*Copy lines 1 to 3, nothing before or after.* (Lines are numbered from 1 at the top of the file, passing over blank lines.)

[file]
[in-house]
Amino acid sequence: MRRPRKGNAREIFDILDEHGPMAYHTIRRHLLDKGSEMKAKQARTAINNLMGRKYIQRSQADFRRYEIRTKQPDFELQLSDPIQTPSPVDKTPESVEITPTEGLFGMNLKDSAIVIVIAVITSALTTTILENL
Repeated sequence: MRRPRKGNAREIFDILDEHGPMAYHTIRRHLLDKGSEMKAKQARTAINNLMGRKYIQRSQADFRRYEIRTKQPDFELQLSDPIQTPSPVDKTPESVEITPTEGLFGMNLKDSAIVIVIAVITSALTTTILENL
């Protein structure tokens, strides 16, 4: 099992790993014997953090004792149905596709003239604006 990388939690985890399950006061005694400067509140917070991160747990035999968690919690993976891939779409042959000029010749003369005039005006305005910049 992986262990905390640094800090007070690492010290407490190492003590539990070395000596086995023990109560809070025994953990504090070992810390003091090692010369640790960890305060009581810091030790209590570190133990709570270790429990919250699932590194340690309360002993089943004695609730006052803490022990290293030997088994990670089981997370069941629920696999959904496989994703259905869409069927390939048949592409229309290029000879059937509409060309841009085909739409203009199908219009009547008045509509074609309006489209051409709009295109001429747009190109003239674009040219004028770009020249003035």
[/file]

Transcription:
[in-house]
Amino acid sequence: MRRPRKGNAREIFDILDEHGPMAYHTIRRHLLDKGSEMKAKQARTAINNLMGRKYIQRSQADFRRYEIRTKQPDFELQLSDPIQTPSPVDKTPESVEITPTEGLFGMNLKDSAIVIVIAVITSALTTTILENL
Repeated sequence: MRRPRKGNAREIFDILDEHGPMAYHTIRRHLLDKGSEMKAKQARTAINNLMGRKYIQRSQADFRRYEIRTKQPDFELQLSDPIQTPSPVDKTPESVEITPTEGLFGMNLKDSAIVIVIAVITSALTTTILENL